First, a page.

The Best Thing to Eat In Every State
Photo: Jim Henkens
When award-winning vegetarian chef Amanda Cohen, of New York City's Dirt Candy, tried the doughnuts from Seattle's General Porpoise (above), it was love at first bite: "I was at an hours-long meeting that almost killed me when I noticed doughnuts on the sideboard. As the time ticked by, I made my way through every single perfect one"—variously filled with seasonal jams, dense custards and so-smooth creams.... The words salmon and candy aren't typically found together—outside the Pacific Northwest, at least. Freshy's Seafood Market, located in an old filling station on mellow Mercer Island, cures its local salmon in brown sugar and brandy and smokes it for a surprisingly satisfying salty-sweet confection.... Chef Jenn Louis of the Portland, Oregon, restaurant Lincoln is a devotee of the Mexican food at Centralia's La Tarascan: "It's the best I've ever had. Their house-made tortillas are so tender and tasty that I always make sure to order a couple of tacos. I often ask what their secret is, but they won't tell."
The snazzily low-lit, dark wood, tiled-ceiling vibe at Dukem may feel slightly fancy, but you can still enjoy its potently flavorful Ethiopian food in the traditional manner: with your hands. Use the spongy injera bread to sop up the garlic-infused nectar coating the awaze tibs (cubed beef stewed in a sauce of tomato, jalapeño, garlic and fiery berbere spice), and, if you're feeling adventurous, try the kitfo (beef tartare—so soft and submitting, it disintegrates on the palate—seasoned with herb butter and mitmita, a blend primarily of African chili, clove and cardamom).
Country Club Bakery's stolid red brick Fairmont HQ may not look like much, but within dwells a savory specialty known as the pepperoni roll, which itself contains hidden delights. Sturdy logs of the spicy beef and pork sausage wend through a slightly sweet bread, concealed until the first yeasty, heat-laced bite. As the roll bakes, it absorbs the orange-hued grease that's one of pepperoni's chief charms. Country Club supplies the snacks to stores and gas stations throughout the state, but only at the bakery can you get them oven-fresh. For a mere $1.50 each.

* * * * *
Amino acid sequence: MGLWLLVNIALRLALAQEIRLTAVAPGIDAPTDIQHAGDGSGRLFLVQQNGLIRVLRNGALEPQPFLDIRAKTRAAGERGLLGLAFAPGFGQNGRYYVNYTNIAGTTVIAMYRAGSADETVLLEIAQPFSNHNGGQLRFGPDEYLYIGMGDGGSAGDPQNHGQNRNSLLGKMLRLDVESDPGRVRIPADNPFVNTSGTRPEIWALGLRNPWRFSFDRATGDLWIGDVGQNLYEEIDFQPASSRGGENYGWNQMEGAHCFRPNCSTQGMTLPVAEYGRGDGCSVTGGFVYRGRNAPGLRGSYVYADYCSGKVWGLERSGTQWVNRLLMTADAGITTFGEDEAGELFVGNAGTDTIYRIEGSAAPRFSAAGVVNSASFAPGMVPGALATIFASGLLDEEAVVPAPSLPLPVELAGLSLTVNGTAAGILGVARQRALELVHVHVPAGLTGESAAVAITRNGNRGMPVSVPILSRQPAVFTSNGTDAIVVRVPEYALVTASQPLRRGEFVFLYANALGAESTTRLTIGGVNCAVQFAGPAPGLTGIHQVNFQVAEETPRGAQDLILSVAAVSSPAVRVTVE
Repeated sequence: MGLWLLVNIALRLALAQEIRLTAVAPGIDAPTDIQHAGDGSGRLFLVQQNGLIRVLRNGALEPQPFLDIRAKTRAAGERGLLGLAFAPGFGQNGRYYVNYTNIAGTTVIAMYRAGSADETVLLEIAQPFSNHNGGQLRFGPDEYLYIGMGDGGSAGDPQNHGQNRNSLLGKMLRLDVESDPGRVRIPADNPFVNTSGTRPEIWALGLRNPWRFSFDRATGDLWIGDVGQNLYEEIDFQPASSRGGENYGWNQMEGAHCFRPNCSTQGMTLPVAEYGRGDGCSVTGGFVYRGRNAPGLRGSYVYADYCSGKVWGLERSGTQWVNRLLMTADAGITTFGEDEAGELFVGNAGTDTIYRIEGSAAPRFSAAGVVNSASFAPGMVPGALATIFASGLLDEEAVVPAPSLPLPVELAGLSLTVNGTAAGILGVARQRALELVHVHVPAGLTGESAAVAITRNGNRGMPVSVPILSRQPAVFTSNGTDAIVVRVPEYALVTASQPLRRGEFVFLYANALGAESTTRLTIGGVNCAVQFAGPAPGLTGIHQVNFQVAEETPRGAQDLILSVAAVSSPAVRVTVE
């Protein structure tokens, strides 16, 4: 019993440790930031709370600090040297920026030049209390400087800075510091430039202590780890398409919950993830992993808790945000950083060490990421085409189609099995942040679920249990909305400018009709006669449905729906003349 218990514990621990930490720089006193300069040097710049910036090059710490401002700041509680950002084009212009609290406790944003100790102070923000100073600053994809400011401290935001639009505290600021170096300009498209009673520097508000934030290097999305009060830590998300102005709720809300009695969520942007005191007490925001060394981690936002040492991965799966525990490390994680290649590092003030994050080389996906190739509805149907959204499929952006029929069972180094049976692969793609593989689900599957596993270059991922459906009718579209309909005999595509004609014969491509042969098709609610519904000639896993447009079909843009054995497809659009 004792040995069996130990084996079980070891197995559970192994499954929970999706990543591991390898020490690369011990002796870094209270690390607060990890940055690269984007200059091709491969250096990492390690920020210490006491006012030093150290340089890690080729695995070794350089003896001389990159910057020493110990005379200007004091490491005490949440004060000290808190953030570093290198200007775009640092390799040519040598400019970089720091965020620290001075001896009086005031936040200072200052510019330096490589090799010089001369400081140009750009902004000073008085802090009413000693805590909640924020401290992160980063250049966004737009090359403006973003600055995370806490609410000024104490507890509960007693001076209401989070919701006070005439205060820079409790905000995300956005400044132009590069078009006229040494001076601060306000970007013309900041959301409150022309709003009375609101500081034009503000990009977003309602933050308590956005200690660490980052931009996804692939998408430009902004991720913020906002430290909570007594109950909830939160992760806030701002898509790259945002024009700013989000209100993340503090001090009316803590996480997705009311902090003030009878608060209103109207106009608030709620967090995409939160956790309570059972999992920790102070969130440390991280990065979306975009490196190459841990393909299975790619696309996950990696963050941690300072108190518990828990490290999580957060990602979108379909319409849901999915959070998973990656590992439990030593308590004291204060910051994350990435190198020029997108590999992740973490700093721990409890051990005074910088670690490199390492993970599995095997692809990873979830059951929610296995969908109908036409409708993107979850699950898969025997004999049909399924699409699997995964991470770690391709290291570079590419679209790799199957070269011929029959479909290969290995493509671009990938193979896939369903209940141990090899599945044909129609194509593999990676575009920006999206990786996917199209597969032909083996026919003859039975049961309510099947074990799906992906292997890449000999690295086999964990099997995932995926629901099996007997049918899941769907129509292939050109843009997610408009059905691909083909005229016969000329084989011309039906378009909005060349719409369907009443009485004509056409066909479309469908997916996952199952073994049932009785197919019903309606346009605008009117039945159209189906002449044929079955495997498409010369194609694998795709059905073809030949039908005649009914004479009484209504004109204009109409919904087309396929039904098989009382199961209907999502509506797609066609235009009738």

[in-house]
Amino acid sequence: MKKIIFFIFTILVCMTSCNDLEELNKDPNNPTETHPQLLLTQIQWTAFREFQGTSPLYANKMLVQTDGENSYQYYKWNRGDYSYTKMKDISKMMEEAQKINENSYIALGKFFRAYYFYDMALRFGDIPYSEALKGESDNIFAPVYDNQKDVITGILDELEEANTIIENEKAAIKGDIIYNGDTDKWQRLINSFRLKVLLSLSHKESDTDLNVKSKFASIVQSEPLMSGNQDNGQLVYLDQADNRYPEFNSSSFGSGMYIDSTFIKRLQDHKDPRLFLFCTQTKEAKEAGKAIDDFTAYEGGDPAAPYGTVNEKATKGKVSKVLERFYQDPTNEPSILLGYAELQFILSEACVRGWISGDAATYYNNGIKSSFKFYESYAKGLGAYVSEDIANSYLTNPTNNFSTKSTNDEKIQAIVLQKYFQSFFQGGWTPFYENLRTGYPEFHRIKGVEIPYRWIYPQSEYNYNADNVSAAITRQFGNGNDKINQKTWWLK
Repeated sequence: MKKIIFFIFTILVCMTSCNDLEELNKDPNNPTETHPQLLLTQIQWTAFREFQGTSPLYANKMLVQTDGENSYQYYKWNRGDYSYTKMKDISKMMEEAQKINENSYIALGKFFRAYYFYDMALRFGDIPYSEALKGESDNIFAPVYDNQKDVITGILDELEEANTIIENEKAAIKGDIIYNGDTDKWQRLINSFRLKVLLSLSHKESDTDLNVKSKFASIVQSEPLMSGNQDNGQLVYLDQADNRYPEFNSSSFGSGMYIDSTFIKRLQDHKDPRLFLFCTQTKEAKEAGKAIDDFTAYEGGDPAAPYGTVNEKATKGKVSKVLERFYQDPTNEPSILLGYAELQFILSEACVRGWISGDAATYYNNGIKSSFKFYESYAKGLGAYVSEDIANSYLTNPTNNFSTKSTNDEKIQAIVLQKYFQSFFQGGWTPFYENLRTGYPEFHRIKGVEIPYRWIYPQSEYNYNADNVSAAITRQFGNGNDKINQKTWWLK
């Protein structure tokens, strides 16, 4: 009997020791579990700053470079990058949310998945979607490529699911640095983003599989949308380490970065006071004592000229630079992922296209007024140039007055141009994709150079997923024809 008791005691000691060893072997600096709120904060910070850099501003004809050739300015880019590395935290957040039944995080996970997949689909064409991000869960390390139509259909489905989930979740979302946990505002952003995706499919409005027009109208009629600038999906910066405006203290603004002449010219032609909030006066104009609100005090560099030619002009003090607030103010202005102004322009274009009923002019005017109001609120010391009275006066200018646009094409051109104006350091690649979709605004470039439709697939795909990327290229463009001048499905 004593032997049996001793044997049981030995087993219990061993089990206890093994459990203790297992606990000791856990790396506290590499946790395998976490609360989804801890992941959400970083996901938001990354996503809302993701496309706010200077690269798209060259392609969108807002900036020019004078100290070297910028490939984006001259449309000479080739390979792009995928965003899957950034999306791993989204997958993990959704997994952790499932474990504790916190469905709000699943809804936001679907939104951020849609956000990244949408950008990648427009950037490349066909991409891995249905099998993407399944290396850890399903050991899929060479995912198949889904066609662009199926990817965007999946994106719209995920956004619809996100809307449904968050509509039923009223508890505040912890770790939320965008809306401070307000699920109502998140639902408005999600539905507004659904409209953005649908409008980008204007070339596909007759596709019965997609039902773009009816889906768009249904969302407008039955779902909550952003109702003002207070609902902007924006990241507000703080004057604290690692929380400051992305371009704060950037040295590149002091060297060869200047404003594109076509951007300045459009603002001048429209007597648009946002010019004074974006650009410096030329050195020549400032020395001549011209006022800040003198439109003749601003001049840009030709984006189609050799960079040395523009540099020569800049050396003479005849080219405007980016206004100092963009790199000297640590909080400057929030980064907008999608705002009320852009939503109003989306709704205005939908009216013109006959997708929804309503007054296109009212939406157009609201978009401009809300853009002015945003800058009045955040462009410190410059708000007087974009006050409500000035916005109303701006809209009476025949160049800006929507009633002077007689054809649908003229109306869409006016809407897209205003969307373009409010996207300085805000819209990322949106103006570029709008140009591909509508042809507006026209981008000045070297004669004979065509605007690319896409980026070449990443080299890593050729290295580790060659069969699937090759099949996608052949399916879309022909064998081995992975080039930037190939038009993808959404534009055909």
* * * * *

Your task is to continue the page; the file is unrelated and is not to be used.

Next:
If you visit America's dairyland without enjoying any cheese, were you really there at all? Stop at Green Bay's Titletown Brewing Company, housed in a former train station, where thumb-thick fried white cheddar curds are accompanied by zippy tomato sauce. Wash them down with a brisk Sno-Cap Root Beer, brewed on the premises.... At Sister Bay's Swedish eatery Al Johnson's, waitresses clad in dirndl-like dresses deliver pickled treats: herring (with sour cream and red onion), cabbage (perfect with the corned beef and Swiss sandwich) and beets (lovely beside a Havarti grilled cheese). End with a lingonberry shake and a fond look at the goats grazing on the sod roof.
Cheyenne's Korean House turns out generous family-style platters of springy and spicy rice cakes; tender bulgogi and short ribs, marinated in a sweet and delicate wine sauce and bibimbap topped with a fried egg wearing a lace collar of glorious crispiness. What could be better?
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